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POSTED BY April 1, 2023
Kerry Way Waymarking
Waymark along the Kerry Way

Route Overview

Where is the Kerry Way?

The 214km (133 miles) popular Irish trail is the relaxed and unhurried walking version of the world-famous Ring of Kerry driving route. The trail follows a similar route around the Iveragh Peninsula but instead going anti-clockwise starting and finishing in the busy tourist destination of Killarney.

Why should you walk the Kerry Way?

The Kerry Way is Ireland’s longest signposted hiking trail that circumnavigates the Iveragh Peninsula, beginning and ending in the popular tourist town of Killarney. This Irish Waymarked Trail presents walkers and hikers alike with some truly magnificent surroundings while passing through some of the most isolated and dramatic countryside. By completing this walking trail, you will pass through quintessential Irish villages such as Glenbeigh, Glencar, Waterville, Sneem and Kenmare.

The diversity of landscapes encountered is one of the reasons why the Kerry Way is such a popular trail. The route passes through the legendary Lakes of Killarney right through to high and remote moorland.

You will pass through forests, around bays and over summits, all while surrounded by some of Ireland’s most evocative scenery. The Gap of Dunloe, for example, offers spectacular scenery formed naturally during the last Ice Age in Ireland over 25,000 years ago. The glacial breach that caused its formation offers you a magnificent snapshot of its rugged and distinct appearance between two stunning mountain ranges.

One of these ranges is the MacGillycuddy’s Reeks, where Ireland’s highest mountains, Carrauntoohil and Caher, tower over the route west of Black Valley. Onwards to Glencar, you are presented with more breath-taking scenery of imposing mountains and mysterious lakes. Your trip will also include visiting Killarney National Park, the first national park in Ireland. Most of our Kerry Way tours also include a unique boat trip on the famous Lakes of Killarney which allows for a different perspective of the spectacular scenery on show. From your seat on the boat you may catch glimpses of Irish wildlife, to include soaring eagles and shy red deer, while you will be treated to local stories and folklore by the helmsman.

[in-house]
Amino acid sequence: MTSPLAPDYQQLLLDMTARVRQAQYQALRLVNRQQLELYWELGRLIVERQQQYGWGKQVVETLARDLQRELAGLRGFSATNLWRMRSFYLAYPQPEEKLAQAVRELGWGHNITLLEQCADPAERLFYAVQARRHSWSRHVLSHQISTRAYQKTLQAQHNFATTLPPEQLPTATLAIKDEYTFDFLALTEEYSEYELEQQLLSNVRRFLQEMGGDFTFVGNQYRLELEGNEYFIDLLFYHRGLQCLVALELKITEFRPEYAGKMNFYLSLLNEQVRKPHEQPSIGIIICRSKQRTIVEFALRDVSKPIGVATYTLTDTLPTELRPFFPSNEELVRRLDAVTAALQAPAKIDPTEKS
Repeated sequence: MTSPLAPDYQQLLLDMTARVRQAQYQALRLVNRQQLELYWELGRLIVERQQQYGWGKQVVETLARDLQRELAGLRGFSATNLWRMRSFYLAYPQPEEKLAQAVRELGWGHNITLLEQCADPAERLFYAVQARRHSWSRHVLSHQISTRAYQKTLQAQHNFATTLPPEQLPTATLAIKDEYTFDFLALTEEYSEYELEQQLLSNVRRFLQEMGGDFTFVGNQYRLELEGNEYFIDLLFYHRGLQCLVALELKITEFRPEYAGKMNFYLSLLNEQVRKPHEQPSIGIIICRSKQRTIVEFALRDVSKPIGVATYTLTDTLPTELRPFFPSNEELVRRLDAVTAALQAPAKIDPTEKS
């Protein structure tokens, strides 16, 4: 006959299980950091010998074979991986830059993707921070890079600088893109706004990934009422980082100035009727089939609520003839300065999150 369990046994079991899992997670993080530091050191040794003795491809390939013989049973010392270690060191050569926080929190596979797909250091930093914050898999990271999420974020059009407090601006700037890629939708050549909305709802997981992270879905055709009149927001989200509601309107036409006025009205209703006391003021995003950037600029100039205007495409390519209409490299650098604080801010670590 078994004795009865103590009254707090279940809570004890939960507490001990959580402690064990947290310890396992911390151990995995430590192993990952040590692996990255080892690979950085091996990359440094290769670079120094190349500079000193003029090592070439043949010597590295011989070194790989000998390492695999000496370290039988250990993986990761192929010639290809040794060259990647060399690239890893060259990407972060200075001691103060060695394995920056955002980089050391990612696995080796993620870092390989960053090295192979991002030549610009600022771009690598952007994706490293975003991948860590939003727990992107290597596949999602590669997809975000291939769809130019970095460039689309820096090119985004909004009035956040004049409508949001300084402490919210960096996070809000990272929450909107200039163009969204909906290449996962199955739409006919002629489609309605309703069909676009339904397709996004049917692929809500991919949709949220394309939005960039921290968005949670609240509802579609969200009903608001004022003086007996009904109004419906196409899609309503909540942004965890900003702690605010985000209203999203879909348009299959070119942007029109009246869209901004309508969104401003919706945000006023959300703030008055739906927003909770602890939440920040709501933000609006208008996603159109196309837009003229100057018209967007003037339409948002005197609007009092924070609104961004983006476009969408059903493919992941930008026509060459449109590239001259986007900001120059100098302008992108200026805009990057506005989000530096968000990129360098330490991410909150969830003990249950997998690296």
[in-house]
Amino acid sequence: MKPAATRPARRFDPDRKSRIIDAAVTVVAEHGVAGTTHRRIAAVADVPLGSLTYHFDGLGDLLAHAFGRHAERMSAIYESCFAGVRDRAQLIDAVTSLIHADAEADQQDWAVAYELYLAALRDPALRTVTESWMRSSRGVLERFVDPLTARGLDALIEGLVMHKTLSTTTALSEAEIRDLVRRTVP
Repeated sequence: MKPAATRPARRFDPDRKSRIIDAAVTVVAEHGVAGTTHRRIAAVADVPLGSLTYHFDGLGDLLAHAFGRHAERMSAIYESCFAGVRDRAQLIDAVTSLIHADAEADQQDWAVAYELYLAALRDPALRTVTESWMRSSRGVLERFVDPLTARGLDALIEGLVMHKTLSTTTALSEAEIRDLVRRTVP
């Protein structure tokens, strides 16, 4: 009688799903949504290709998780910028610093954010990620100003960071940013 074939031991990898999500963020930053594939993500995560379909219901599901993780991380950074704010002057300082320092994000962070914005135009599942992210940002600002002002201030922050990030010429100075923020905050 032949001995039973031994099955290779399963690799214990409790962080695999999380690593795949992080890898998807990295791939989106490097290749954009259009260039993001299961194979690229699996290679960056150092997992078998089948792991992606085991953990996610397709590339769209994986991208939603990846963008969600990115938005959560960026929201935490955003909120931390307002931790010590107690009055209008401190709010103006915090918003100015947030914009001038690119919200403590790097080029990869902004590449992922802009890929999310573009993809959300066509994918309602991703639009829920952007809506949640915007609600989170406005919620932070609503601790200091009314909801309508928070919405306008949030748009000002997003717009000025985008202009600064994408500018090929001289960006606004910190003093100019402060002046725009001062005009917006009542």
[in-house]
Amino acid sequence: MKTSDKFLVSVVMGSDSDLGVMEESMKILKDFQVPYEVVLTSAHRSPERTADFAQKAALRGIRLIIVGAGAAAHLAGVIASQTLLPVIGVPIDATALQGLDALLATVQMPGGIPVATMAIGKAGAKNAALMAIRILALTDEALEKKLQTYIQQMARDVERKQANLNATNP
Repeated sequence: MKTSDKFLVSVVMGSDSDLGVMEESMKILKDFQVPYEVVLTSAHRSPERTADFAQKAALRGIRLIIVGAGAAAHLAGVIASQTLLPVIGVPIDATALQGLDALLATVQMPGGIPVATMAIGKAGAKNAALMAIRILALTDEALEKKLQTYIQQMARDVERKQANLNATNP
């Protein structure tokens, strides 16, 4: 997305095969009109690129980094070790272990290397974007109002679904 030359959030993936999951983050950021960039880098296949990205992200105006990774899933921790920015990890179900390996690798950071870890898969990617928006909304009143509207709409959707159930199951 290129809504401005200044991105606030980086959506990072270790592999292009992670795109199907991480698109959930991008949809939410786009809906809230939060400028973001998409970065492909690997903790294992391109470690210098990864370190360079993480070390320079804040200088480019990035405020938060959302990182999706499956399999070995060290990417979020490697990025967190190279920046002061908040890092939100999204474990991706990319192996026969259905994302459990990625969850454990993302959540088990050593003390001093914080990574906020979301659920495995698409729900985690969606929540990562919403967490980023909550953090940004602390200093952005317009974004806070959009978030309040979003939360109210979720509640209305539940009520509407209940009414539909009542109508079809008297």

The return leg of the trail passes along the startlingly & contrasting semi-tropical south coast of the peninsula. Along this section, you will encounter much different flora than the northern coast of the peninsula, such as palm trees – which are not a common sight in Ireland! The route will lead you to the Old Kenmare Road, where you will be able to see traces of Ireland’s past including famine settlements. Looking West, you will be able to see Ireland’s magnificent Atlantic coastline

View along the Kerry Way
View along the Kerry Way

When is the best time to walk the Kerry Way?

When booking a hiking holiday, every season has its own charm, but indeed some months are better for hiking than others. It is always important to make yourself aware of the best times to walk any long-distance trails as weather conditions and busyness can greatly impact your overall hiking experience.